The tires really are a great size, I may get a set to ship back as they weren't that expensive and it would be nice to have more.
 
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Ray_G

Explorer
Starting to address the interior a bit. Removed an old non-functional radio and stared at the rat’s nest of wiring associated with it.

Decided that is for another day, but did clean it all up a bit, put on a RAM mount, blue sea USB outlet in the 12v space...and added the OE altimeter/inclinometer just for the hilarity of it.
 

Ray_G

Explorer
Where did you find the inclinometer? I'd love to have one of those for my Zuks!!
So you can find them on ebay but they aren't cheap. I used Amazon Japan and got it for $150 less when you take into account the shipping from the ebay link. Was it worth it? I don't know...I figure its a slow rolling resto of sorts, it makes it unique if nothing else. Especially given the intent to bring it back to the US.
 

Ray_G

Explorer
2" spacer got the spare back on the back door.


Truck serving duty as the beach runabout (gotta love Nov in Okinawa), ate up the chairs, cooler, inflatable SUP and the floatie.


Overall the stance looks better with the tire on, and the suspension feels better with the weight back there.



Next up...platform rack and more interior.


Sent from my iPhone using Tapatalk
 

Kmrtnsn

Explorer
Which engine is it?

The bonnet scoop makes me think it's got a Kei-Class engine in it (that and the lack of flares)....
As I recall from these sold in Hawaii in the early ‘80s, the “flares“ came with the widened U.S. spec Samurais.
 

Ray_G

Explorer
Gotta love mail arriving. Some Low Range Off-road stuff showed up; not cheap to get the OE floor rubber floor mats but they work far better than the carpet mats.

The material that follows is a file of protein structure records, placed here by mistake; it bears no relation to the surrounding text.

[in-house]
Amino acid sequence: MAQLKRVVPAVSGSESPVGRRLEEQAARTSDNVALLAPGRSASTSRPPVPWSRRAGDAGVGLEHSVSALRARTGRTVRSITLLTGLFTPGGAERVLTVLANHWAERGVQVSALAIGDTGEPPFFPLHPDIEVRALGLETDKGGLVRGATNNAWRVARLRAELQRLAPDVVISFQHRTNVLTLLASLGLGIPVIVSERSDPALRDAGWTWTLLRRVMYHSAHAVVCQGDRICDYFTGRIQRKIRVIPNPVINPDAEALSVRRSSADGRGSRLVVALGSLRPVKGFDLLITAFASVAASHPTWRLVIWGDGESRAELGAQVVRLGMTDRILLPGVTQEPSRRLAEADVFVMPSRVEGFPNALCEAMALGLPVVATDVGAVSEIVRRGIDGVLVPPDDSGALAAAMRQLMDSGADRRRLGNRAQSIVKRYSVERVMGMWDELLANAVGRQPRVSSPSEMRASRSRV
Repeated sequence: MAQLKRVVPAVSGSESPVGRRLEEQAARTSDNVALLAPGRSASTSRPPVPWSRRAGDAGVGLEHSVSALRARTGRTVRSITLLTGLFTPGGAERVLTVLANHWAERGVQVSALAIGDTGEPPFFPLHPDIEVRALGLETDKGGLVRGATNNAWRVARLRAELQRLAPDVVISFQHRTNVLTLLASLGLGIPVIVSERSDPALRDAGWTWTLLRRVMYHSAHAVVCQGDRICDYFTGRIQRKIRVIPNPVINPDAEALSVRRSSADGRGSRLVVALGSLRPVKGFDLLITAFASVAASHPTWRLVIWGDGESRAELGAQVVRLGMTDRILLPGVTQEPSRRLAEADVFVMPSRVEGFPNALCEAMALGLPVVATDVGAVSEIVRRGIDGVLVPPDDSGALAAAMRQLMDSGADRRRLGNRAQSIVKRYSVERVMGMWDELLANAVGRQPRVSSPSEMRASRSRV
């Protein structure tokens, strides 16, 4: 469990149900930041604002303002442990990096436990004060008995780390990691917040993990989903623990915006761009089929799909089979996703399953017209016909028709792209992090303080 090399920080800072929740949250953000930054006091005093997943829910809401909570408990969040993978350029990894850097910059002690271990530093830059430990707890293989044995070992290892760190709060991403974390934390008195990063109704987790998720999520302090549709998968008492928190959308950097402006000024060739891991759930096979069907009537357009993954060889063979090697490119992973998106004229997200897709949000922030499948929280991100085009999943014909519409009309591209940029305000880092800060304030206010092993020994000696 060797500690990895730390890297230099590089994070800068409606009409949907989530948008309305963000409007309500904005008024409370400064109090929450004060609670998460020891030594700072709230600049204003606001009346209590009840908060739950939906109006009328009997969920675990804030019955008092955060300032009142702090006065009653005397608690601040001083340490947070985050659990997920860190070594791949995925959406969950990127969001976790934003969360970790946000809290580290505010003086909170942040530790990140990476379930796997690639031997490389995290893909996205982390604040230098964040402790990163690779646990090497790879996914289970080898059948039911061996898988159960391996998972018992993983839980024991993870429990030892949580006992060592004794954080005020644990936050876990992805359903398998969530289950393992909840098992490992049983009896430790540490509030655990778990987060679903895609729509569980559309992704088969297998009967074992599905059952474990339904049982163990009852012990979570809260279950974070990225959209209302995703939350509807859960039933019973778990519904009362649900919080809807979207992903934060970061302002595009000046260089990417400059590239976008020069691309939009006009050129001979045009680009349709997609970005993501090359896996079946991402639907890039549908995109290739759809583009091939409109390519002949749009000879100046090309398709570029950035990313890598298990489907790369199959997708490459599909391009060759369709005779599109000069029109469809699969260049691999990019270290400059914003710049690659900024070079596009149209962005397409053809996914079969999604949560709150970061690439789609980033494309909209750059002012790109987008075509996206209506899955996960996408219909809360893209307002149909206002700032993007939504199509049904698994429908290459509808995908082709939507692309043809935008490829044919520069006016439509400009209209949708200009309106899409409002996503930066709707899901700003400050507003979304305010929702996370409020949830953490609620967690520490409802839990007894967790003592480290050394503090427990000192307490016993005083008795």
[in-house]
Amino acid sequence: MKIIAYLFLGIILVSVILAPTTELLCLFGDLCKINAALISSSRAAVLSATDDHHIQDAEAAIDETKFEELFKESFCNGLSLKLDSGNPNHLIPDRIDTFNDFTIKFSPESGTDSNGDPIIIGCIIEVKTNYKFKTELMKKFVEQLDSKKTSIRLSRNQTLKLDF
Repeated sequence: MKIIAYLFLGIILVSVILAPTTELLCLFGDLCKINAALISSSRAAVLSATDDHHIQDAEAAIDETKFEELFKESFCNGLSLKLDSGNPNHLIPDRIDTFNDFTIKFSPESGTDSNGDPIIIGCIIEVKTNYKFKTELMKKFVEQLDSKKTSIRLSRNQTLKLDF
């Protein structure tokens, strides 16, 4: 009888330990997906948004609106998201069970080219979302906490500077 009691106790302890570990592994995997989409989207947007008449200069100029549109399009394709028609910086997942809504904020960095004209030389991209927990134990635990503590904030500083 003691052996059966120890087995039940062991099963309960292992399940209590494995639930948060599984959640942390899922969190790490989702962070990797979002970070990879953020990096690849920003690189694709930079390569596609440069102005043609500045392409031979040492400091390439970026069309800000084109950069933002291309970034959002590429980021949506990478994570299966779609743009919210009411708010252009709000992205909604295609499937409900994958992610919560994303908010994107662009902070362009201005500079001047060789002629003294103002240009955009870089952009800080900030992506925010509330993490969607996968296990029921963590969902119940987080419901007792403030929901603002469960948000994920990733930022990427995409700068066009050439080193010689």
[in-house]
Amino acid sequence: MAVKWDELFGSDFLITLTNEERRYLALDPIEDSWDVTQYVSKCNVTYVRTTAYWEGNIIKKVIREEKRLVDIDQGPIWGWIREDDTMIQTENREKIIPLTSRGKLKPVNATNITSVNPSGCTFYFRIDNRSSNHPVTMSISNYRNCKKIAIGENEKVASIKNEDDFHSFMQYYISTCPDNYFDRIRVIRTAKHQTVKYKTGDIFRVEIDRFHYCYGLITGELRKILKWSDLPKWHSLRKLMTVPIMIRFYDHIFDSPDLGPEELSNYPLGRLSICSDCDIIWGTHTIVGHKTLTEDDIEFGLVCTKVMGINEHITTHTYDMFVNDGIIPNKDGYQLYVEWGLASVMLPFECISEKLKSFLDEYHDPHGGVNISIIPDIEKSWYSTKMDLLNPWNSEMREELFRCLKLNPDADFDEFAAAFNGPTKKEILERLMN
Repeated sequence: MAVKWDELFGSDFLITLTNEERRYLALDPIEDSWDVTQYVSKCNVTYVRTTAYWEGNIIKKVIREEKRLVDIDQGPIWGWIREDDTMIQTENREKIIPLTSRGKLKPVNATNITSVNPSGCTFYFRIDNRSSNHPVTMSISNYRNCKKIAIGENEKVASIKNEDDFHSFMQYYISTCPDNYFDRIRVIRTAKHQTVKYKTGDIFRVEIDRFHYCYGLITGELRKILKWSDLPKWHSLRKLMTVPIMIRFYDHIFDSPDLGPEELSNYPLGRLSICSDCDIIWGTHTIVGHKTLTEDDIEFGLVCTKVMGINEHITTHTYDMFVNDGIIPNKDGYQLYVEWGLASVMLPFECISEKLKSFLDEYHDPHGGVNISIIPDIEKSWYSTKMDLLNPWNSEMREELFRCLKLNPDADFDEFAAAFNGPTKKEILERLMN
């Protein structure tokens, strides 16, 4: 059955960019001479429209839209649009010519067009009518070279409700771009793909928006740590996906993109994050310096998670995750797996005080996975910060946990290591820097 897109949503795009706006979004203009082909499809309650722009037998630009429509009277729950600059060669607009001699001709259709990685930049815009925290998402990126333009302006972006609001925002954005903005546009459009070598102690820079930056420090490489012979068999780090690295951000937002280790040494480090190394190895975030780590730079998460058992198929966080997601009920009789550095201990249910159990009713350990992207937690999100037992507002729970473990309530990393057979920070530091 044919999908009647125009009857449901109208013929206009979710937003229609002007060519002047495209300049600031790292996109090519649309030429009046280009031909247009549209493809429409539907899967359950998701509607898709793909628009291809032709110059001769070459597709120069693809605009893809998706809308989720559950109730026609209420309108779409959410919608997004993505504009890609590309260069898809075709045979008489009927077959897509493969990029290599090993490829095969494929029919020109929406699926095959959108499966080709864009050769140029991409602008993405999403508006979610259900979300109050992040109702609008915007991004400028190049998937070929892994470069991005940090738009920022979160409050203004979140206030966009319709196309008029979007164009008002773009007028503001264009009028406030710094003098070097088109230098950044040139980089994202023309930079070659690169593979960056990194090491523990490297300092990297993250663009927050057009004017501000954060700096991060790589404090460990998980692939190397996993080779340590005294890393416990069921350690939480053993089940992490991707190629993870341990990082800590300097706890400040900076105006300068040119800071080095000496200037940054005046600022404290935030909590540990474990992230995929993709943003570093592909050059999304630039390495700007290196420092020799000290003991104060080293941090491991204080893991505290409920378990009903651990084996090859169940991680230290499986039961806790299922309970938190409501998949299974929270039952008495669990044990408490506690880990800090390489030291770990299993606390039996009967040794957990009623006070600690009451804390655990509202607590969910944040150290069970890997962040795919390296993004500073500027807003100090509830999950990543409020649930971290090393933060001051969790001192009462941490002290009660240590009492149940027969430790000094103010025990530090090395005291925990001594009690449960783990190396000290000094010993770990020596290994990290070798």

The replacement sun visors were also a small, inexpensive and welcome upgrade. Right is new (black) vs the old (tan...ish)


To illustrate the age and sun impact, here’s the old visors but opposite sides.


Platform rack is on but haven’t gotten a good daylight shot. Still pretty happy with it.
 

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Ray_G

Explorer
Took some time over the weekend to play with onboard tool kit options. When we moved to Oki I basically threw a bunch of my excess tools (I am a Rover owner after all) in a peli and figured need would dictate. With the other vehicle being a Toyota Prado that is a grocery getter/DD it doesn’t need many tools so the adequate but sub optimized peli has been living in the Jimny.


I wanted to maximize the very limited space, and decided to give Step22’s Pangolin tool roll a try https://step22gear.com/products/pangolin-tool-roll.

Initial impression was very positive, it is well made and thought through.


So I pulled the peli and set out to put into the Pangolin what I know I’d used while working on the truck thus far. The rule I tend to follow with onboard tool kits is if I do something to the truck that I can reasonably expect to do in the wild, it-or a suitable substitute-should stay with the truck. This is phase 1 of that since I haven’t had to do much and thus evolution is just starting. I know for a fact I’m missing some tools that the Rover own in me has come to favor. Absurdly large flathead screwdriver, for example. Hammers. The usual. I also have a better socket set, along with organizing rails, since right now it’s a mixture of 1/4 SK and 3/8 Craftsman. That said, this thing swallows up a fair amount of tools well.


Packed up, using the nice label patches provided for the moment-even if I sharpied them.


Rolled up


Tucked behind the driver’s seat


Overall look at the back now, with some good storage space given back. Seat will go all the way back. Time will tell if it is adequate but given the ability to add light spares, some larger tools if needed, and the like it will certainly evolve but also provides a self limiting size that prevents the entire kitchen sink from coming in the truck. Discipline = weight savings, which is a good thing in the long run. Light and fast. Well, in this case, light and slow.


Up next, adventures with rivnuts!